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Posts published in “Psychology”

Why expectations matter in the classroom (and how to set them right)


As the academic year is now in full swing, it is worth considering this quote from renowned educationalist, Bill Rogers: “you establish what you establish”.

What does this mean at the beginning of the year? Well, if you start establishing high expectations now, and reinforce them consistently throughout the school year, you’ll give your students the best chance of success. Let’s take a look at the research behind it – and what happens if you keep your expectations low as a teacher…

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How to make note taking a cognitive activity


Taking notes during lessons is a key part of student life. But how well do your students actually do it?

Beyond just keeping a record of what has been said, evidence suggests that the way students take notes can have a big impact on their learning. This blog explores exactly why that is the case, and what makes efficient note taking…

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How to help your staff be more research-engaged this year


The evidence-based revolution in teaching & learning is in full-swing. Visit pretty much any school in the country and you will be sure to find at the very least one member of staff thinking about how to weave areas such as Retrieval Practice, Spacing, Interleaving, cognitive science, Metacognition and Rosenshine’s Principles into their practice.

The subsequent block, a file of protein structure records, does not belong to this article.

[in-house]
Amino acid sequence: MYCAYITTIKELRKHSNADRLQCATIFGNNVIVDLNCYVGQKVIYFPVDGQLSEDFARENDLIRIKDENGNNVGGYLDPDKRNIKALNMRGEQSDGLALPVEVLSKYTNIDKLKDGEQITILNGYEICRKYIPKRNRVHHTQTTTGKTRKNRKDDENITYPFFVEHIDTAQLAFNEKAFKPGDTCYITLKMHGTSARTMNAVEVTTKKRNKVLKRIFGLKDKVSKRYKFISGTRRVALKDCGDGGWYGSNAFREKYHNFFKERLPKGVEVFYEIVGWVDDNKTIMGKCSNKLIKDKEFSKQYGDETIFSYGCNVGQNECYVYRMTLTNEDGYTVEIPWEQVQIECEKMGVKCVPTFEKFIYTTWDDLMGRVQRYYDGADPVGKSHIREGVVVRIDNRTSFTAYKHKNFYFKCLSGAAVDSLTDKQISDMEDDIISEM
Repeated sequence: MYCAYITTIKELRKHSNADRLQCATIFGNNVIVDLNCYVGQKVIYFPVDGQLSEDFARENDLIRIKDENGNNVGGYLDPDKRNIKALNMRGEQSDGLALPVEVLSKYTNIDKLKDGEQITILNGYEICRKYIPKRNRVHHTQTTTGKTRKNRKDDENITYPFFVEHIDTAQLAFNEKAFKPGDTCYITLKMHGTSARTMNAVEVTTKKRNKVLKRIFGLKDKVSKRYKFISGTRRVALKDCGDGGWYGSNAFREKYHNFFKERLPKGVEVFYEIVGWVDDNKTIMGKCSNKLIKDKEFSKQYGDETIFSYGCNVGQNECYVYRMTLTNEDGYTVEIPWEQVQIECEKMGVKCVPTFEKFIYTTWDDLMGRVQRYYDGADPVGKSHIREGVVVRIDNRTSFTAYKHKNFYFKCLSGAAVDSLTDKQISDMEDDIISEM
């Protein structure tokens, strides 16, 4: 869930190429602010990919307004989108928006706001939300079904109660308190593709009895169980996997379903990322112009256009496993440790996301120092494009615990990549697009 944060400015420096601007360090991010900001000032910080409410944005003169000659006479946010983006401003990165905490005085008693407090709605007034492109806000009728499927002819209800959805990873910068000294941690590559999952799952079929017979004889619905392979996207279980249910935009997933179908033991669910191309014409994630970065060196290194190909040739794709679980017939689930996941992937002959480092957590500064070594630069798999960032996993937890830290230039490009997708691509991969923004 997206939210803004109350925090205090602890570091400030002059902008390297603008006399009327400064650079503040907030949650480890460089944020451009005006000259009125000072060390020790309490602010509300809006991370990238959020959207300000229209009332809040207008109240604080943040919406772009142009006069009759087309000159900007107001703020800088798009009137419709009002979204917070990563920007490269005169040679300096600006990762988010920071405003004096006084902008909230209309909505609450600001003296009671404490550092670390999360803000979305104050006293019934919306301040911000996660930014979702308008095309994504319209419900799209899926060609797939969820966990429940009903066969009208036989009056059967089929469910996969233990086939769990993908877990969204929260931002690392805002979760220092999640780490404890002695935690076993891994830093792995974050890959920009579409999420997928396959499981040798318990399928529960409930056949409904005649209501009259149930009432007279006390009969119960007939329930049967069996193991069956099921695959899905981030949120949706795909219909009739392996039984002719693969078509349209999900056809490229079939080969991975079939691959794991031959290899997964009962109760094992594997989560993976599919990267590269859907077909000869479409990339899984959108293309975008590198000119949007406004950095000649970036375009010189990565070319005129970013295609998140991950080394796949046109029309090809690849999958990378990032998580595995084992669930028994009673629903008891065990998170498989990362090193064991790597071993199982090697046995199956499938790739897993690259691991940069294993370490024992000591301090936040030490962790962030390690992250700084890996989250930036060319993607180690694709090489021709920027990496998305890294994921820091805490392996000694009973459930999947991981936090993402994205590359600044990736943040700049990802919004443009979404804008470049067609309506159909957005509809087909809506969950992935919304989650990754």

But is that enough to make the biggest impact on student learning? We often get asked what schools can do to help encourage their staff to become more research-engaged which, unfortunately, can be a real challenge. If only it was as easy as simply telling them the findings or giving them the research papers to read. The reality is that it is never that simple, especially with time and cost often being significant barriers.

Below are some ideas that may be worth considering to start helping others on their research-informed journey…

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4 questions to use when checking students’ knowledge and understanding


How do we know if students truly understand and take in what we teach them? More importantly, how do we ensure that misconceptions aren’t developing and rooting in their long-term memory? Well, according to Rosenshine’s Principles of Instruction, the answer lies in regularly checking for students’ understanding.

Checking for understanding goes hand-in-hand with asking lots of good high-quality questions (another one of Rosenshine’s Principles). Asking questions can also provide a memory boost, as it prompts students to engage in retrieval practice.

To do this, there are four main questions you may want to consider using. Let’s take a look at the importance of checking for understanding, and what these types of questions are…

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